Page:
por John R. Fischer
, Senior Reporter | March 13, 2019
The Medical Imaging and Technology Alliance (MITA) and its parent organization, the National Electrical Manufacturers Association (NEMA) have published a voluntary standard outlining minimum quality management system (QMS) requirements for servicing medical imaging devices.
Called NEMA/MITA 2 – Requirements for Servicing of Medical Imaging Equipment
, the free-to-download guideline is the first dedicated solely to the servicing of medical imaging equipment.
“Until now, there have not been any QMS Standards developed specifically for servicing of medical imaging devices,” MITA's executive director Patrick Hope and director of policy Peter Weems told HCB News. “MITA saw this as a critical gap that needed to be filled in order to protect patient safety and device integrity.”
Numed, a well established company in business since 1975 provides a wide range of service options including time & material service, PM only contracts, full service contracts, labor only contracts & system relocation. Call 800 96 Numed for more info.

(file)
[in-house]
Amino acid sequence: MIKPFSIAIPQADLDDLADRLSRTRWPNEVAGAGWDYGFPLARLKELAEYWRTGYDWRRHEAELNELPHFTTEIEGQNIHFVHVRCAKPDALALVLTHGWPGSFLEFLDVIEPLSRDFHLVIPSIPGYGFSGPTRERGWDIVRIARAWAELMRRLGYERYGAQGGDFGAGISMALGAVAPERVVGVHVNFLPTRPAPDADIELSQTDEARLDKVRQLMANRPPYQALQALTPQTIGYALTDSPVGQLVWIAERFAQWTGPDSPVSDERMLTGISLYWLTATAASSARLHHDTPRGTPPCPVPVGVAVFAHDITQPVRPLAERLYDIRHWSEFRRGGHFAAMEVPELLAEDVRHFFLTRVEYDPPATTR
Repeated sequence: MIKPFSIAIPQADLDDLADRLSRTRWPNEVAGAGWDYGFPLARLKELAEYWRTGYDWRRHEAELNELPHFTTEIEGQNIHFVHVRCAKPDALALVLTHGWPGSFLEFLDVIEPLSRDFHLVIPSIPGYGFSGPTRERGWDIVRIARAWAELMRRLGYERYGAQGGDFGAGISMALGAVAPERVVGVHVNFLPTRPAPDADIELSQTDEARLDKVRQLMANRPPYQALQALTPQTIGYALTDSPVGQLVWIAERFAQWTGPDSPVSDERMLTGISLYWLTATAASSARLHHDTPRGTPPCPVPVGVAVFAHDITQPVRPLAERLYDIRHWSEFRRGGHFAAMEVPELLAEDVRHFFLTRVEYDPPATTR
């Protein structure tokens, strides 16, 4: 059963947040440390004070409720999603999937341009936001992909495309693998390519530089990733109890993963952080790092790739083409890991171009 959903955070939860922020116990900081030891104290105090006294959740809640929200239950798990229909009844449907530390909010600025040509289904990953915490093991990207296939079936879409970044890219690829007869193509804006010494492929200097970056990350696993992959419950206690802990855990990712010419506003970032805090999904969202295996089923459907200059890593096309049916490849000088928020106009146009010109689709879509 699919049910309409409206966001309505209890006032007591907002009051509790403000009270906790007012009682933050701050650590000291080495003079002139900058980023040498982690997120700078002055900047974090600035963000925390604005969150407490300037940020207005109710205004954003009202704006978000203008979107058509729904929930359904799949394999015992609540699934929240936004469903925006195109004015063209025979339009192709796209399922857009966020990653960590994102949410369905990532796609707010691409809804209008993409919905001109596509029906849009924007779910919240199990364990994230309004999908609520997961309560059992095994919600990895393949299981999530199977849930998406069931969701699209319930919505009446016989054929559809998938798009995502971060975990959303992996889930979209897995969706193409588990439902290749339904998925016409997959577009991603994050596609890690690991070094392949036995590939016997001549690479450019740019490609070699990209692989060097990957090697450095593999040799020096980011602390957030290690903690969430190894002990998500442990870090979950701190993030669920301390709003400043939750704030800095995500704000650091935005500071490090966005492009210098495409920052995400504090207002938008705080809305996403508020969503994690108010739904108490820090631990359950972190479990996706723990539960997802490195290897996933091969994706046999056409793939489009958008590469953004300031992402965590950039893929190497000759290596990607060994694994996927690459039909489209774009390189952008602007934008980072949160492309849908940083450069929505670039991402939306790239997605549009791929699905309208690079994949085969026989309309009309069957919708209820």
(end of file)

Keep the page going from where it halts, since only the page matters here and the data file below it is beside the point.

The publication of this standard comes as the medical equipment industry awaits FDA guidance
for what differentiates servicing from remanufacturing of medical devices.
The decision by the agency to develop the guidance stems from the completion of a two-year investigation
last May, which found insufficient evidence that third-party equipment servicers are a public health concern. In that report, the FDA stated that it 'found no evidence that additional formal regulatory action is warranted, based on available information and findings'.
Adoption of the new QMS standard, according to MITA, will enable stakeholders to ensure that their servicing activities do not cross into remanufacturing. The imaging OEM group observed that while remanufacturing is regulated by the FDA, the agency does not currently require third-party medical device servicers to have controls in place to determine if their servicing activities constitute remanufacturing. This lack of oversight poses an increased risk to public health and patient safety, MITA wrote in a statement.
In Februrary, MITA released a white paper
outlining a framework for establishing the distinction between the two activities to serve as a resource for the FDA and the broader stakeholder community.
Some industry stakeholders argue that the new standard, as well as the white paper, fail to consider the interests of non-OEM stakeholders, and the value those stakeholders bring to the healthcare ecosystem.